What’s Left in RJ’s Tank?
Finishing out our series on big-name veterans who switched teams this summer, we turn to Richard Jefferson, acquired by the San Antonio Spurs in a predraft trade for Bruce Bowen, Fabricio Oberto and Kurt Thomas. Jefferson is not quite as old as the other guys we profiled in this series — at 29, he’s still theoretically hanging on to the tail end of his prime — but just as with Shaq, VC, and ‘Sheed, you get the distinct feeling when you look at RJ’s career numbers that his best days have come and gone.
Is that feeling true, though? Is RJ done as a star? Or was he ever even a star in the first place? And what can the Spurs expect to get from him going forward? First, check out Jefferson’s advanced numbers:
So, looking at Jefferson’s career stats, we see that he was scarcely ever a “star” in the first place, certainly not in the way Carter and O’Neal were stars. He has had two very good seasons to his name — 2004, when he ranked 10th in Win Shares, and 2006, when he posted a career-best 11.6 WS. And in each case, he was actually far from the top banana on the team: the ’04 Nets saw both Jason Kidd and Kenyon Martin use a higher percentage of possessions when on the floor than RJ, and in ’06 he was well behind Carter in Poss% and barely ahead of Kidd and Nenad Krstic. So we know Jefferson was never really cut out to be a star player; even last year with Milwaukee, a team that happened to be missing Michael Redd for most of the year, he was 3rd in Poss% behind Charlie Villanueva and Ramon Sessions.
Fortunately, the Spurs aren’t asking Jefferson to be a star, a second option, or even the 3rd banana on the team (he’ll be firmly ensconced behind Tim Duncan, Manu Ginobili, and Tony Parker in the team’s pecking order). And that’s a good thing for everyone, because we’ve already established that RJ plays his best when he isn’t the focal point of the offense; instead, he thrives when he’s able to get chances in transition, attack the basket, draw fouls, and keep the D honest with his serviceable jumper. Also, playing with strong passing PGs in Kidd and Sessions has helped Jefferson’s efficiency in the past, so it’s nice that he’ll be suiting up with another top-flight creator at the point in Parker. That said, he’ll be expected to slide into a role that’s a more advanced version of the Michael Finley (“make some shots and don’t turn the ball over”) or Bruce Bowen (“play tough/dirty D and stand around in the corner waiting for a 3 on offense”) style we’ve been seeing from the Spurs at SF in recent years. Jefferson’s a far better offensive option than either of those two, even if he is past his prime.
So it’s a clear upgrade from Finley/Bowen on offense, to be sure. But the real issue is how effectively the Spurs will be able to integrate Jefferson into their defensive concept. Once upon a time, RJ was a very good defender, a guy who could neutralize the opponent’s top wing scorer and still contribute meaningfully at the other end of the floor. Unfortunately, one needs to look no further than his defensive on/off-court numbers to see the decline in Jefferson’s performance since 2005-06. That year, the Nets’ D was a full 1.1 points/100 poss. better when RJ was in the game, and as a result he was one of the league’s best all-around SFs. But after suffering injuries to both ankles in 2007, Jefferson has not been the same on defense: the Nets’ D was 1.4 pts/100 worse with him in the game that year, a staggering 5.6 pts/100 worse in ’08, and 0.4 pts/100 worse last year in Milwaukee. It’s true that neither the Nets nor the Bucks’ situation has been the most inspiring over the past few seasons, so some have written off RJ’s defensive decline as simply a loss of interest. But I say it’s more than that — he’s noticably less nimble on his feet since the injuries, and I think he’s nowhere near either Bowen or the 2006 version of himself as a defender anymore. He’s certainly better than Finley, who has completely fallen off the face of the planet defensively in recent years, but whether Jefferson will be able to do a passable Bowen impression on D will determine to a great extent how successful his stay with San Antonio will be.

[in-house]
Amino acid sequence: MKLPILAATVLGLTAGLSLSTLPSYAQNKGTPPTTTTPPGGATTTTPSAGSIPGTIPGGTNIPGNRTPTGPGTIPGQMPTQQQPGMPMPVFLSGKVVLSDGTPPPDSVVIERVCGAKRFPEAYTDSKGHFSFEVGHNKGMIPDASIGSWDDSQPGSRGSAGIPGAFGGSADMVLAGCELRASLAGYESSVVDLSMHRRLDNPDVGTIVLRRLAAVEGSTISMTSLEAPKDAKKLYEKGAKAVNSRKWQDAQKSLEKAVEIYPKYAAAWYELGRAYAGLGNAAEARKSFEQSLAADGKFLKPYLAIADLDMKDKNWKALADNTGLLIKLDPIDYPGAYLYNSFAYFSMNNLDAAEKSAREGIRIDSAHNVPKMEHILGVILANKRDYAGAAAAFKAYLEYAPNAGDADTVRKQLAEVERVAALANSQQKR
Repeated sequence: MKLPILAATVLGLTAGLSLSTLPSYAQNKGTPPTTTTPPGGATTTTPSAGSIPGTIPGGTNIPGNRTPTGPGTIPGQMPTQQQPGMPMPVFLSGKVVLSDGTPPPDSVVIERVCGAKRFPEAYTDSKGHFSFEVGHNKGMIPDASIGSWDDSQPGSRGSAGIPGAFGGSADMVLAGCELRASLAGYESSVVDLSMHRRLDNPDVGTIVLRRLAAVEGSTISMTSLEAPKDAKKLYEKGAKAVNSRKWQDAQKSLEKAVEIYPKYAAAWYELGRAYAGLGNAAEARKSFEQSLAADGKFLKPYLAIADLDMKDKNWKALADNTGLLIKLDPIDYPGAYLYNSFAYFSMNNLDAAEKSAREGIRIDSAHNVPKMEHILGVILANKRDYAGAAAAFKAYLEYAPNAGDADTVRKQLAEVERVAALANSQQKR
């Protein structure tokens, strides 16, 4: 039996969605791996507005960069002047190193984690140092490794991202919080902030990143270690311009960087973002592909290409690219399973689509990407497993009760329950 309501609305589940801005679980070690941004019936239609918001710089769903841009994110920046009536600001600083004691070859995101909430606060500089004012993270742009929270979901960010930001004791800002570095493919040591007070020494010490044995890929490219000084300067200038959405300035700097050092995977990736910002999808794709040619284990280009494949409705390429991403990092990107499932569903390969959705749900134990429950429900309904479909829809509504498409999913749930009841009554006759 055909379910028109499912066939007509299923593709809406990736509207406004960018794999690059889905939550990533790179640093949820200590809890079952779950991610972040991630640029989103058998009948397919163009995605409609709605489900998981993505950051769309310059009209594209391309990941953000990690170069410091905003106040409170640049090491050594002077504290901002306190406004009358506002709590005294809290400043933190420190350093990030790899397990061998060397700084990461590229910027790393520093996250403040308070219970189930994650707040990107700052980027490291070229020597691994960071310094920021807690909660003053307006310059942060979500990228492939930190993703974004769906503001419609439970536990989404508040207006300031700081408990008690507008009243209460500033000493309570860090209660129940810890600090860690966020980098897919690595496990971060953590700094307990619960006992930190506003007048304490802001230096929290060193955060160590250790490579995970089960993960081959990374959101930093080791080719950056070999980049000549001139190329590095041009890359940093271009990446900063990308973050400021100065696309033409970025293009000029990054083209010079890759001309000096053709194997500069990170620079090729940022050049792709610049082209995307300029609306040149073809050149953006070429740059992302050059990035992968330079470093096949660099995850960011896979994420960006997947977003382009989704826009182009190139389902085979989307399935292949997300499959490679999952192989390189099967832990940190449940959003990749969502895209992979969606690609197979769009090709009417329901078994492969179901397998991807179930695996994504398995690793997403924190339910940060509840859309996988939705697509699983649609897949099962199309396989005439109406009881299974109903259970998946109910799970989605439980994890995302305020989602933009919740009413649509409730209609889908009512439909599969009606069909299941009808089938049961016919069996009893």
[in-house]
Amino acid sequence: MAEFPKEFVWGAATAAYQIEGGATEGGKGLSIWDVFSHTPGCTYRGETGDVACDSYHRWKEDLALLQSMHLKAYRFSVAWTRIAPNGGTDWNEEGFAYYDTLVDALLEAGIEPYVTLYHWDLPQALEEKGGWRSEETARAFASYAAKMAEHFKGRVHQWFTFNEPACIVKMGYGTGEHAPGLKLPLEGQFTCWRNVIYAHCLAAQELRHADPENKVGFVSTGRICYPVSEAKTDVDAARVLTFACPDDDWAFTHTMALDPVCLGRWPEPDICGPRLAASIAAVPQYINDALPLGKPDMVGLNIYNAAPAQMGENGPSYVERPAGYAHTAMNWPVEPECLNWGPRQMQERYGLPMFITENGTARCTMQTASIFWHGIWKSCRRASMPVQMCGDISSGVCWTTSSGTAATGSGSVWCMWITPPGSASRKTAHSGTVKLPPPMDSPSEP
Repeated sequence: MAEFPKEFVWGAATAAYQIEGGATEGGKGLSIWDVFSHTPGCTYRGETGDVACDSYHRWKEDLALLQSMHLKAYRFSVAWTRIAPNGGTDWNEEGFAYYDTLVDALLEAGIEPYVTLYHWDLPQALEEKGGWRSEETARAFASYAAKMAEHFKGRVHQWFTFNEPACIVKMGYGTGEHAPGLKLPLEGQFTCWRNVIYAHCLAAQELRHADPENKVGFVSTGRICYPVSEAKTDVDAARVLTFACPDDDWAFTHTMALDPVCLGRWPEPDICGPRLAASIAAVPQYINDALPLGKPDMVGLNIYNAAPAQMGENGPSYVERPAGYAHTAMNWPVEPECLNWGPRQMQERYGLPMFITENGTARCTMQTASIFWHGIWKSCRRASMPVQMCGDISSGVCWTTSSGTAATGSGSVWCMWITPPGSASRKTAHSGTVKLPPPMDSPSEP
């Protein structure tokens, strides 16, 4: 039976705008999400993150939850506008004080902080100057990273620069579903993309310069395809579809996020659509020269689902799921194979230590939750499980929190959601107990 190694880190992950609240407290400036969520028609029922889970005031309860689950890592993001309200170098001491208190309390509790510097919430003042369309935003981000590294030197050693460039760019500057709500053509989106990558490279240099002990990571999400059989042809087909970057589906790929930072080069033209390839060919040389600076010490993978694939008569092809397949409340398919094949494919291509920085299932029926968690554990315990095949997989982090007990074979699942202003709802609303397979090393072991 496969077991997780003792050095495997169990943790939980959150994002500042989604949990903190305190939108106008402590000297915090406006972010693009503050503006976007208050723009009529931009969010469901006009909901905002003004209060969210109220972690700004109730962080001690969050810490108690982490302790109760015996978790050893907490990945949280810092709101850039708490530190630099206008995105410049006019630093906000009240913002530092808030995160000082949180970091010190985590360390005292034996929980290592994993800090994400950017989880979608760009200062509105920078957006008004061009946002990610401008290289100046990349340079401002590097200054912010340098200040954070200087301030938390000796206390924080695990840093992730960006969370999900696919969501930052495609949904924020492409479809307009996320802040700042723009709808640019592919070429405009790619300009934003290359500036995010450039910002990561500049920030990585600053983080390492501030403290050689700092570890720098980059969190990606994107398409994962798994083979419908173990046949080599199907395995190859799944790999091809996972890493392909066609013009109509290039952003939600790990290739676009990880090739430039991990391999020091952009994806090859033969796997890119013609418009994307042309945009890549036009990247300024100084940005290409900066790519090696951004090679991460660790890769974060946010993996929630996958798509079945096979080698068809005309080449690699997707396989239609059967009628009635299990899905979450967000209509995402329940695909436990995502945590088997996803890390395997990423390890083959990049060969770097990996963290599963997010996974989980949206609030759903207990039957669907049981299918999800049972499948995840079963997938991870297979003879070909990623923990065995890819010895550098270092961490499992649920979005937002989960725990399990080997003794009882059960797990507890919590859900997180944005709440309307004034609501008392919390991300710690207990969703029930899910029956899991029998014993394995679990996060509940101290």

The bottom line is that Jefferson is a nice, efficient offensive player when he’s not the focal point and he has a good passing PG to set him up, and luckily the Spurs pass on both counts, so he’ll be a boon to a San Antonio offense that’s been merely average for a few years now. The real question, though, is how much he has left in the tank defensively, and whether he can reclaim his pre-injury form at that end. With Bowen gone and Finley on his last legs, the Spurs need a bounceback performance from Jefferson on D for this trade to truly pay big dividends.